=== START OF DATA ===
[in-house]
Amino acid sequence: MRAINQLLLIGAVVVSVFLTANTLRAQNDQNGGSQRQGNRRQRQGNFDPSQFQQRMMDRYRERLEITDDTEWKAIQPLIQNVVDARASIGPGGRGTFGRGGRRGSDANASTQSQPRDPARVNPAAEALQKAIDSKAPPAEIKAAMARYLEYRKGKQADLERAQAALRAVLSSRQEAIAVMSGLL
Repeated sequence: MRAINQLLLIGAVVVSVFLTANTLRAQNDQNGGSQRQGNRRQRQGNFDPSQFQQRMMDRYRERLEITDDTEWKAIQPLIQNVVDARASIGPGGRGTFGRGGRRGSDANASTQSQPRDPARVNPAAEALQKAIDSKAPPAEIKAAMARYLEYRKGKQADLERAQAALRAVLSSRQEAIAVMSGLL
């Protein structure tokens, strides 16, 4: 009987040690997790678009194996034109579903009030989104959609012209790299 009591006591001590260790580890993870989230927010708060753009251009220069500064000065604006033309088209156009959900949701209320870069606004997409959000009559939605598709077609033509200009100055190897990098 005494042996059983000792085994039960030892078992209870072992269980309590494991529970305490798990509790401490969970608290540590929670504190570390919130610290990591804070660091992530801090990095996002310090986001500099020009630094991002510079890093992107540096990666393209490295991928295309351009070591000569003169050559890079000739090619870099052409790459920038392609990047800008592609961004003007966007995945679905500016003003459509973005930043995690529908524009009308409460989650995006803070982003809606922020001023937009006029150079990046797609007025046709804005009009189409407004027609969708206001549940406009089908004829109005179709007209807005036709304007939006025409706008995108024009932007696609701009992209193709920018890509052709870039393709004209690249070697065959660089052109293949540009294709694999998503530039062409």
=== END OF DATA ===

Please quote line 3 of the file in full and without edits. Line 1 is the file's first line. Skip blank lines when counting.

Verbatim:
Repeated sequence: MRAINQLLLIGAVVVSVFLTANTLRAQNDQNGGSQRQGNRRQRQGNFDPSQFQQRMMDRYRERLEITDDTEWKAIQPLIQNVVDARASIGPGGRGTFGRGGRRGSDANASTQSQPRDPARVNPAAEALQKAIDSKAPPAEIKAAMARYLEYRKGKQADLERAQAALRAVLSSRQEAIAVMSGLL